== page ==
I’ve said a lot of negative things about how Nintendo, specifically Nintendo of America, has handled the unprecedented success of their Amiibo line of collectible figures. Throughout the first four waves of releases they have had limited stock, and communicated poorly. While communication hasn’t necessarily improved that much, they have started to fix the all important stock issues that have plagued Amiibo fans since this all began.
It all started with those first three Wave 1 figures. Now dubbed the Holy Trinity, or unicorns, Wii Fit Trainer, Villager, and Marth quickly sold out across the US and showed little or no signs of ever appearing again. Then Waves 2 and 3 hit and even more figures became hard-to-find collector’s items, such as Captain Falcon and Pit.
None of this was helped by the retailer exclusive figures, like Rosalina & Luma, and Lucario which were fairly rare and made it so you had to go to multiple stores to complete the set. Things reached a fever pitch with the release of Amiibo Wave 4, where figures like Ness was so high that it brought down Gamestop’s entire network system. It seemed like he, and many other figures would become unicorns once more, leaving collectors and fans at the mercy of scalpers, or having to pay high shipping prices to import from less demanding regions.
Some of this is still true, and many still import just to ensure that they receive the highly sought after figure that they want. However, looking over the last couple of weeks we have seen massive improvement in terms of availability and price.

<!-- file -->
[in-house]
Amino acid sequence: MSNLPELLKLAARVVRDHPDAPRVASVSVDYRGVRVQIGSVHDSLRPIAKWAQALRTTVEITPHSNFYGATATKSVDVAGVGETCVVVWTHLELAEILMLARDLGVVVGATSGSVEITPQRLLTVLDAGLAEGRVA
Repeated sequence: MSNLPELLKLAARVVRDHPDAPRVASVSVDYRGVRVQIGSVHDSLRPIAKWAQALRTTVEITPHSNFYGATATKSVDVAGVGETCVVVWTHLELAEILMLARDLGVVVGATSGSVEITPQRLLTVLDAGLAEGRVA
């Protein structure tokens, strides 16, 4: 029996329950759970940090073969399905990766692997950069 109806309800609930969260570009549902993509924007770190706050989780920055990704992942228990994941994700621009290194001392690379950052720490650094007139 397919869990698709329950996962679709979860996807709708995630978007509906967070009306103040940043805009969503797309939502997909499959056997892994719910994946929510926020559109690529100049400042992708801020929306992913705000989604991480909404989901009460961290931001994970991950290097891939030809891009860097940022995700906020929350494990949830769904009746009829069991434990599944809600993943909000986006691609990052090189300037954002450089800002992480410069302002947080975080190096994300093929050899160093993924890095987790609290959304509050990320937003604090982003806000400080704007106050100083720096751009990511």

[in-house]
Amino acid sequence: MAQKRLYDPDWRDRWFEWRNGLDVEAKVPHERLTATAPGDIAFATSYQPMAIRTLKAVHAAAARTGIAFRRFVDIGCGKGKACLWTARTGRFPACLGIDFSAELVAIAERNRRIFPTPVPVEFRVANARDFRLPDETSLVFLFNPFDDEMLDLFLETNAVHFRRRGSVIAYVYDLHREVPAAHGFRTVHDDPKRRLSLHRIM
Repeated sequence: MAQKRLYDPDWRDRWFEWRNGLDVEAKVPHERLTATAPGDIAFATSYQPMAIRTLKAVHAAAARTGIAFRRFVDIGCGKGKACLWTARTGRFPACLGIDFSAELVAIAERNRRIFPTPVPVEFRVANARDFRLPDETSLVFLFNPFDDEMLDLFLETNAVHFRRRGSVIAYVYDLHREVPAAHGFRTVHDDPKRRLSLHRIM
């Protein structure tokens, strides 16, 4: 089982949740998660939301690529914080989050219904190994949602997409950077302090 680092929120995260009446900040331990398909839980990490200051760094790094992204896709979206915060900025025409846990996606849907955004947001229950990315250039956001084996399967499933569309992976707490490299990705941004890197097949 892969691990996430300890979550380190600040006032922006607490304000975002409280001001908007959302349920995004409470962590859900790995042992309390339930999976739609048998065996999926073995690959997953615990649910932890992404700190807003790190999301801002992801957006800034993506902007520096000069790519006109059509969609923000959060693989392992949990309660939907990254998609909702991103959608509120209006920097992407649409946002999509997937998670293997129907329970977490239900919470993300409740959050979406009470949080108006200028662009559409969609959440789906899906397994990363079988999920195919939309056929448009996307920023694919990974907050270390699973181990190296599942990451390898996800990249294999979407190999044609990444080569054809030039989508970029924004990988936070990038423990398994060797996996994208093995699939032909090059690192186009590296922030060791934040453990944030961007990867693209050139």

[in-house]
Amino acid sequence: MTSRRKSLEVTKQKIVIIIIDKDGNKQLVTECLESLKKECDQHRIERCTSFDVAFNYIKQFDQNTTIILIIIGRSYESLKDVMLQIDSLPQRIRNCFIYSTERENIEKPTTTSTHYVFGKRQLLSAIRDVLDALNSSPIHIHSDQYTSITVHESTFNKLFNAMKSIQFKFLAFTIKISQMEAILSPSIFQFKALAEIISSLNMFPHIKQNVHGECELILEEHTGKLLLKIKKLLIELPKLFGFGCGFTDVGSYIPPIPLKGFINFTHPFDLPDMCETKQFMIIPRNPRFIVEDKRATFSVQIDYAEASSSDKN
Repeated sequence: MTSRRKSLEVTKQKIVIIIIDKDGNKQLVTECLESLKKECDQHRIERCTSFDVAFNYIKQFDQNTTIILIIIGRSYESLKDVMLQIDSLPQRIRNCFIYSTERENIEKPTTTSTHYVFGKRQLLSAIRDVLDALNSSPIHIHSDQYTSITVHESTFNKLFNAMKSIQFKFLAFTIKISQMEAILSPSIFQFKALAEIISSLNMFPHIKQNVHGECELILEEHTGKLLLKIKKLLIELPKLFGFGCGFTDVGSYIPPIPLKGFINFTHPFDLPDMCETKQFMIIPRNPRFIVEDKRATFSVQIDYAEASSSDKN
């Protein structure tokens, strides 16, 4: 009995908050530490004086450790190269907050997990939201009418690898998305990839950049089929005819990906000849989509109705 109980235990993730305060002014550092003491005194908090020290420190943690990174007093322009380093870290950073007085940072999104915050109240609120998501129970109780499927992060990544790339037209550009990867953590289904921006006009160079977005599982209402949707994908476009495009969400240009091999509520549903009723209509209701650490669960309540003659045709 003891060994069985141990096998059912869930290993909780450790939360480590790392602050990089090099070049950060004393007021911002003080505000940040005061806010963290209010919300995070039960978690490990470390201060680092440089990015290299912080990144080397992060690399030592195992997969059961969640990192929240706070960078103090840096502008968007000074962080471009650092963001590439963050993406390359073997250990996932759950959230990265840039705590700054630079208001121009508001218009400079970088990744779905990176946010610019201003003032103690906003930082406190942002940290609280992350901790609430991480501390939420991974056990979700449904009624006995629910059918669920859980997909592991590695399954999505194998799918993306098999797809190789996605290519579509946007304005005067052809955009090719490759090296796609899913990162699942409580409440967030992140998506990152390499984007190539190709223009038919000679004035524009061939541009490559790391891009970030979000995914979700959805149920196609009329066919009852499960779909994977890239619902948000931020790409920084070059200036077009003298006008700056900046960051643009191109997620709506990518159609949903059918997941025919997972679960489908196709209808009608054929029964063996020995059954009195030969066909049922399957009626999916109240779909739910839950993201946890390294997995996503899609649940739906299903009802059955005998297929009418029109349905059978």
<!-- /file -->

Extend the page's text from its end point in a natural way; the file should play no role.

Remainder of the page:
While finding a genuine US figure for retail price is still a matter of following the right Twitter accounts and hoping to spot a restock, Nintendo of America seems to be flooding the market with restocks of the most rare figures.
Yesterday Target put up additional stock of Rosalina, Jigglypuff, Wii Fit Trainer, Marth, and more. The day before that saw a widely publicized restock of Ness and King Dedede, two of the most rare Amiibo at the moment, hit Gamestop, both in-store and online.
Prices overall have been steadily dropping for resellers, where extremely hard-to-find figures have went from above $50, to hovering around $20-$30. It seems that the restocks are truly having an effect, bringing prices down to a more manageable and affordable level for those that really need to get every Amiibo available.
The general feeling among Amiibo collectors seems to be changing as well, with many fans wondering if the extra figures they were holding for future trades will become too common very soon. However, it is important to note that these restocks are small in quantity. They still sell out extremely fast, showing that supply has still not met up with demand. Still, it is a much better scenario for Amiibo collectors now than it was just a few weeks ago.
No longer do you need to feel like you’ve completely missed your chance if you don’t grab a day-1 Amiibo. Instead you can just wait and watch for a future restock. If you miss it again you can wait some more or pay the marginal upcharge for the scalper’s version. It’s still not ideal, but those that waited in line for hours at the Wave 4 Amiibo launch will quickly say that it is much better, and seems like Nintendo might finally be getting things under control.